How to Engage Your Guests in Your Sustainability Initiatives

This post originally appeared on Travindy on 11-April-2017 

A recent study[1] shows guests have negative perceptions of three green hotel initiatives:  low water pressure, temperature control, and green products. The authors analyzed comments on the top 10 GreenLeader hotels in the US, as of 2014. Interestingly, they found that an average of 10% of guest comments were related to green efforts, ranging from 4% to 48.7%. In the reviews analyzed, guests made comments to the effect of “I’m all for saving the environmental, but…” It’s a shame that “green” takes the blame, when it needn’t. Let’s consider each.

Low Water Pressure. In my own informal TripAdvisor research, I found those with water-saving fixtures have mixed reviews on water pressure. Some had mainly negative, while some had mainly positive.  Most had a fairly equal mix of both. 

What does this tell us? Something facilities managers already know: water pressure is not just a function of a green fixture. It is dependent on municipal infrastructure; the building’s bones, systems, and age; the floor you’re on; leaks, maintenance, and upkeep; time of day; and personal preference. A hotel has no control over some of those, but whether you have water efficient faucets or not, be sure to manage the others on the list.

Don’t let “green” take the fall for low water pressure when it could be other issues. Consider these tips:

  • Ask green product vendors to send free samples and test them out for yourself in different rooms / floors of the building.
  • Be sure the installation and maintenance crews follow manufacturer specifications.
  • Share water-saving statistics with guests so they can associate with a larger social movement. Upon checkout (before the guest is likely to post a review) include a notice like, “During your stay, you saved 80 gallons of water! Thank you for participating in our efforts to conserve.”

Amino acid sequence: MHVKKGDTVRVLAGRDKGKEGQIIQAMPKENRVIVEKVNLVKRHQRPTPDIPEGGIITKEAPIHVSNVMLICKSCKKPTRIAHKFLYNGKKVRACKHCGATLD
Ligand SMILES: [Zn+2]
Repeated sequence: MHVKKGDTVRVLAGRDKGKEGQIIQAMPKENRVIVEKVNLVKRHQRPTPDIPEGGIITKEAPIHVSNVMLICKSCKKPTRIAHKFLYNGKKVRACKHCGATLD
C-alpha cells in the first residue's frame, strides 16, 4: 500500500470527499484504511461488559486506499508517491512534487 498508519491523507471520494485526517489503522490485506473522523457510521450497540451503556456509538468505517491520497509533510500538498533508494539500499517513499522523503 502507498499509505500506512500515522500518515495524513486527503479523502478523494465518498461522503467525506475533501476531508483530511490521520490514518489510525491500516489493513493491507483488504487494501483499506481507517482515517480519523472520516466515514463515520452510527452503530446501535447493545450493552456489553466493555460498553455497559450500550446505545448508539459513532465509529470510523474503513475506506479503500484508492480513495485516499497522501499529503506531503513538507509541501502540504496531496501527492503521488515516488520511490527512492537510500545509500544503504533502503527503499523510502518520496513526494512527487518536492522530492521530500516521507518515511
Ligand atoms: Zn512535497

Temperature Control. One reviewer on a TripAdvisor GreenLeader hotel mentioned having maintenance come up in the night to adjust the temperature and show her the thermostat “eco button”. There are videos online telling travelers how to “hack” thermostats to override set points.

As much as we want guests to participate in energy-saving programs, they aren’t ready to compromise on comfort. There are ways to communicate temperature options, while promoting eco-friendly behavior.

  • Put a small sign near the thermostat. The use of simple language and icons can convey the concern for both the environment and guest well-being.
  • Technology makes it possible to gather data on consumer behavior and preferences, especially frequent travelers and loyalty program members. Use this to target information on your green initiatives and a thermostat “how-to” through emails and app notifications.
  • Train staff to strike the right balance between caring for the environment and catering to guests’ needs.  We don’t want to encourage (environmentally) bad behavior, but we do want to encourage repeat visits and positive reviews. 

Green Products. One TripAdvisor reviewer was disappointed to receive his $30 breakfast in a paper bag and paper containers. Other comments echoed this connection of poor quality with eco-products, specifically citing plates and cutlery. The challenge in this category is that, up until recently, higher quality eco-packaging was more expensive and eroded the business case for sustainability.

As demand increases and technology and materials improve, food service outlets don’t have to settle for products that damage brand or customer experience. The global sustainable packaging market is predicted to grow at 7.7% CAGR by 2025.[2] With such increases come more competition and innovation which bring prices down and quality up.  In the meantime,

  • Check that your green purchasing policy reflects the service level and brand standards guests expect. Higher level properties should be stocked with bamboo and stronger fiber containers, while a mid-range hotel can get away with paper cartons.
  • Whenever possible, offer reusable utensils. Just keep in mind the trade-off in water consumption for the dishwasher.
  • Find a fascinating story to tell guests. For example, “Did you know bamboo is a grass and some species grow up to 3 feet per day? Enjoy your meal with these sturdy, biodegradable utensils.”

Don’t let sustainability be an excuse; make thoughtful decisions about your product and service so that both the customer and the environment win. Remember that guest communication is a simple and powerful way to shift perceptions of green initiatives.

[1] Yi, S., Li, X., & Jai, T.-M. (2016). Hotel guests perception of best green practices: A content analysis of online reviews. Tourism and Hospitality Research. Retrieved from https://doi.org/10.1177/1467358416637251

[2] Accuray Research LLP. (2016). Global sustainable packaging market analysis & trends: Industry forecast to 2025 (No. 3861625) (p. 173). Retrieved from http://www.researchandmarkets.com/research/xjqlc2/global